Date Squares

I'm getting back on track. Alix is home! And since I'm staying at her house until I can move into my new apartment, we were able to spend the whole day together yesterday making scones, going to the market, eating MORE broccoli salad, making crisp, going to Libby's Grandmother's house for dinner, eating crisp. What a culinary day! and executed with such peace and ease.

But even before Alix arrived I was able to pull myself together and make some date squares. My friends Katie and Eric invited me for dinner and I thought they'd be a wonderful, travel friendly finale to the evening. We started with a homemade, homegrown tomato salsa on french bread toasted in the oven, accompanied by a glass of rather delicious Cabernet Sauvignon. Then, Eric grilled delicious pork tenderloin marinated in Katie's homemade barbecue sauce, sauteed zucchini and red pepper and cooked rice. The experience was spectacularly relaxing. I am beginning to feel very at home in this city that seems to be filling by the minute with new friends, while older friendships just continue growing, growing, growing. We ended with the date squares, devouring the sweet smooth filling, sandwiched in buttery oat crumble; we ate them licking our fingers, smacking our lips, slurping milk and wanting more - but our bellies were full.

Leigh, who I worked with all summer at the outdoors store and who now has left us to take on bigger and better things like climbing up mountains and teaching, was kind enough to share this coveted family recipe for date squares before she took off into the new blue. You can hold back as much as you like when you make date squares, replacing butter with sunflower seed oil, or sugar with honey, or not adding very much of either... I understand the sugar, but I think it's best if you don't hold back on the butter. It's kinda like the crisp recipe: if you don't use enough butter, you won't get a good crunchy crust. Date squares need a good crust.

Date Squares

as adapted from Leigh's grandmother (who I have never, sadly, met)

For these squares I used 1/2 canola oil and 1/2 butter for the amount of butter called for in the recipe, simply because I didn't have enough butter. I have a feeling that if you wanted to save your body from the horrifying toxins found in most canola oils, (like GMO modified everything, pesticides you name it etc), coconut oil would be a Delicious Substitute. Also, I added orange zest, but not enough, so I recommend finding yourself a thick-skinned orange and adding the zest to the crust and topping mixture. On another note, I definitely added all the sugar the recipe called for, but the next time I won't add it to the dates because dates are sweet enough already.

Alright Alright, here's the recipe:

Preheat the oven to 350 degrees F

1 - 1 1/2 C chopped dates (use more for a thicker filling)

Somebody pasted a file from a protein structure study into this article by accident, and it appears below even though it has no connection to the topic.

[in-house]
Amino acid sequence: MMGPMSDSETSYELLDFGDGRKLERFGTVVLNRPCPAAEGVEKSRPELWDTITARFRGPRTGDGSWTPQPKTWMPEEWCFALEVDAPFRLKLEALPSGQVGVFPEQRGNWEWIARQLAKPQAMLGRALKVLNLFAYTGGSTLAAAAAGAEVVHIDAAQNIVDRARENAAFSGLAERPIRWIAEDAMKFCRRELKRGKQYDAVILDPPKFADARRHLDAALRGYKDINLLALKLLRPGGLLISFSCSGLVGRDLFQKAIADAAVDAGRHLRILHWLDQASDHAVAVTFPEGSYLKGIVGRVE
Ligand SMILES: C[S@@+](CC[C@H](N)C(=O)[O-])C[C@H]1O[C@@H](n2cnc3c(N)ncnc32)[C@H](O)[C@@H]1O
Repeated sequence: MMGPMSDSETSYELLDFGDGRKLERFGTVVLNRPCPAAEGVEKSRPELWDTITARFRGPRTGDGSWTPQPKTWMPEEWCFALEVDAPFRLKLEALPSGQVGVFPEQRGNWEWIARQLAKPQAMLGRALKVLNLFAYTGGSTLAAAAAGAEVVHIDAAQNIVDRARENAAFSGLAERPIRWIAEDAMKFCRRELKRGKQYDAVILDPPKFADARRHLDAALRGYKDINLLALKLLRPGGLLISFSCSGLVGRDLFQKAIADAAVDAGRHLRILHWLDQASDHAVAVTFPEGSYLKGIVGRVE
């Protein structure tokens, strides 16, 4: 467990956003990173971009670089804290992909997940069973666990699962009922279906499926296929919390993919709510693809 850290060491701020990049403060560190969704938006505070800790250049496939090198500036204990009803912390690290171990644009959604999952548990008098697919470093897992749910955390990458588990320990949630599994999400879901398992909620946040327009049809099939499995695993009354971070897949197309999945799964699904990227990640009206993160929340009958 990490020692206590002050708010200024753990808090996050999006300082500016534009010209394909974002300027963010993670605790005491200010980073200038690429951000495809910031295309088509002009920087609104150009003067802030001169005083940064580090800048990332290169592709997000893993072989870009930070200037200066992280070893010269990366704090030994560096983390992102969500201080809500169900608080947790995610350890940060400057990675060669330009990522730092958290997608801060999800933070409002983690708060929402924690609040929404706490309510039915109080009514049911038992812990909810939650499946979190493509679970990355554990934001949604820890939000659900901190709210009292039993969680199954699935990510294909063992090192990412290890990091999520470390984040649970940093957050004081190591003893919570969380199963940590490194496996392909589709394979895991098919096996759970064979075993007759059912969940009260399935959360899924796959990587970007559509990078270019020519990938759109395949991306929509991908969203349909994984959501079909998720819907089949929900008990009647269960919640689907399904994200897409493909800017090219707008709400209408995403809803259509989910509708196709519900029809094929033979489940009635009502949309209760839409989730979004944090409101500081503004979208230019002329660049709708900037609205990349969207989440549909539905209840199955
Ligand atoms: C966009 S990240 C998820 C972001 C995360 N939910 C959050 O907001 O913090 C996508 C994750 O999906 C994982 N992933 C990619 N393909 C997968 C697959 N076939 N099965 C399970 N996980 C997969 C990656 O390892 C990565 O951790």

1 C water (orange juice)
1/2 tsp vanilla

1 1/2 C flour
1/2 tsp baking soda
1 tsp baking powder
(some salt if you want)
1 C brown sugar
1 1/2 C oatmeal
1 C butter

- boil the dates and water (or with some orange juice) until thick and syrupy
- whisk together dry ingredients
- add butter (You can melt it and stir it in, or you can cut it in. I melted it because I was using oil as well.)
- use a square pan, or whatever else you find to bake this in, and pack in a good thick layer of the dry mixture (about half)
- pour the date filling over the crust
- sprinkle on the rest of the mixture (the other half)

Then, buy yourself some creme fraiche, if it's around at the grocery store, and dollop a bit of that delicious slightly sour but oh-so-creamy and rich on top.

Eat with a spoon!

- murph


  1. Agree about the butter thing. This recipe is great but there are a couple of things missing. You don't say what size pan to bake this recipe in and there is no mention of cooking time or hint about when it might be done. Consider having a check list for your recipes so these sort of things don't get left out. While experienced cooks know what to do, beginners will have some trouble.


  2. Dear Buster,

    Thank you for your comments. Absolutely, I agree I should have made a note about the pan. And 8X8 square pan would work great. I used a very long loaf pan that I found in the kitchen. I didn't have an 8X8, so I used whatever was around. Anything bigger than a square would be too big, like a 9X12.

    They will take 30-40 minutes to cook depending on your oven.

    How could I have been so inattentive? Must've been the crazy haze of life that whisks us up sometimes.


  3. You made them! And yes, I agree, I find them too sweet as well with that much sugar. My mum usually puts in half that amount, but my grandmother, I suspect, puts even more in. She has a bit of a sweet tooth.


Note: Only a member of this blog may post a comment.